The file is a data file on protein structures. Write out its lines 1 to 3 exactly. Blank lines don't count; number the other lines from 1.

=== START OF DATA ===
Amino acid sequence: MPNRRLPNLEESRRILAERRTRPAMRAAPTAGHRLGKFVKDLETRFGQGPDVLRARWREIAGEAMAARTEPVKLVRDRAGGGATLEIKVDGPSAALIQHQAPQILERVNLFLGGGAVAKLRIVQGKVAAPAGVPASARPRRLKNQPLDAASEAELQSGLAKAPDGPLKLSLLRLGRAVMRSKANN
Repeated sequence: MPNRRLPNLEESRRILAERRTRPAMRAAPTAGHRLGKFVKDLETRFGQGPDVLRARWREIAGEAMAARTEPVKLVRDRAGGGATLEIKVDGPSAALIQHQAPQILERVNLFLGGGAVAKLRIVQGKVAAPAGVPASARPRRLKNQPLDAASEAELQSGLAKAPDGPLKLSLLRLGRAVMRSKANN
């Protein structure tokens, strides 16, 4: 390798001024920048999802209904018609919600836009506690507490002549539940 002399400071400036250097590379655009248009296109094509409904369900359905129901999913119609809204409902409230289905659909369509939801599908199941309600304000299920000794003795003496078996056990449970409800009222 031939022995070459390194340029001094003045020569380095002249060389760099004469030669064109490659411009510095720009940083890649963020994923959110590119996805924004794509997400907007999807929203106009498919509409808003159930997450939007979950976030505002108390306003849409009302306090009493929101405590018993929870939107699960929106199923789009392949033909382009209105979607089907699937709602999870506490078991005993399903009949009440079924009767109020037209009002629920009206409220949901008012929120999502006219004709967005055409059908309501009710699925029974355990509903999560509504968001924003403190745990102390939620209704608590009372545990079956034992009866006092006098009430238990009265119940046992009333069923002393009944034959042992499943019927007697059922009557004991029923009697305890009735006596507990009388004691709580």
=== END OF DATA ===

Amino acid sequence: MPNRRLPNLEESRRILAERRTRPAMRAAPTAGHRLGKFVKDLETRFGQGPDVLRARWREIAGEAMAARTEPVKLVRDRAGGGATLEIKVDGPSAALIQHQAPQILERVNLFLGGGAVAKLRIVQGKVAAPAGVPASARPRRLKNQPLDAASEAELQSGLAKAPDGPLKLSLLRLGRAVMRSKANN
Repeated sequence: MPNRRLPNLEESRRILAERRTRPAMRAAPTAGHRLGKFVKDLETRFGQGPDVLRARWREIAGEAMAARTEPVKLVRDRAGGGATLEIKVDGPSAALIQHQAPQILERVNLFLGGGAVAKLRIVQGKVAAPAGVPASARPRRLKNQPLDAASEAELQSGLAKAPDGPLKLSLLRLGRAVMRSKANN
């Protein structure tokens, strides 16, 4: 390798001024920048999802209904018609919600836009506690507490002549539940 002399400071400036250097590379655009248009296109094509409904369900359905129901999913119609809204409902409230289905659909369509939801599908199941309600304000299920000794003795003496078996056990449970409800009222 031939022995070459390194340029001094003045020569380095002249060389760099004469030669064109490659411009510095720009940083890649963020994923959110590119996805924004794509997400907007999807929203106009498919509409808003159930997450939007979950976030505002108390306003849409009302306090009493929101405590018993929870939107699960929106199923789009392949033909382009209105979607089907699937709602999870506490078991005993399903009949009440079924009767109020037209009002629920009206409220949901008012929120999502006219004709967005055409059908309501009710699925029974355990509903999560509504968001924003403190745990102390939620209704608590009372545990079956034992009866006092006098009430238990009265119940046992009333069923002393009944034959042992499943019927007697059922009557004991029923009697305890009735006596507990009388004691709580």